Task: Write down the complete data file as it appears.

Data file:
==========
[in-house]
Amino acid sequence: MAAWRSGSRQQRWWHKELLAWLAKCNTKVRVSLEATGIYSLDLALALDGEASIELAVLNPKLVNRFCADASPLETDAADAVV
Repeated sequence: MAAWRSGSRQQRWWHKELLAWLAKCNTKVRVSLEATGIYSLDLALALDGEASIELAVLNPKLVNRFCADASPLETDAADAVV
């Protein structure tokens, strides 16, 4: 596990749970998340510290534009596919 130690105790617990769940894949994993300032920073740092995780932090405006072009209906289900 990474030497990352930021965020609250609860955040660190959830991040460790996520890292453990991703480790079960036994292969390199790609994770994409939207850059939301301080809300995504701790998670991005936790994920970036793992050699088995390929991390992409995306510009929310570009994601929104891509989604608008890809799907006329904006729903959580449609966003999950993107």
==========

[in-house]
Amino acid sequence: MAAWRSGSRQQRWWHKELLAWLAKCNTKVRVSLEATGIYSLDLALALDGEASIELAVLNPKLVNRFCADASPLETDAADAVV
Repeated sequence: MAAWRSGSRQQRWWHKELLAWLAKCNTKVRVSLEATGIYSLDLALALDGEASIELAVLNPKLVNRFCADASPLETDAADAVV
């Protein structure tokens, strides 16, 4: 596990749970998340510290534009596919 130690105790617990769940894949994993300032920073740092995780932090405006072009209906289900 990474030497990352930021965020609250609860955040660190959830991040460790996520890292453990991703480790079960036994292969390199790609994770994409939207850059939301301080809300995504701790998670991005936790994920970036793992050699088995390929991390992409995306510009929310570009994601929104891509989604608008890809799907006329904006729903959580449609966003999950993107």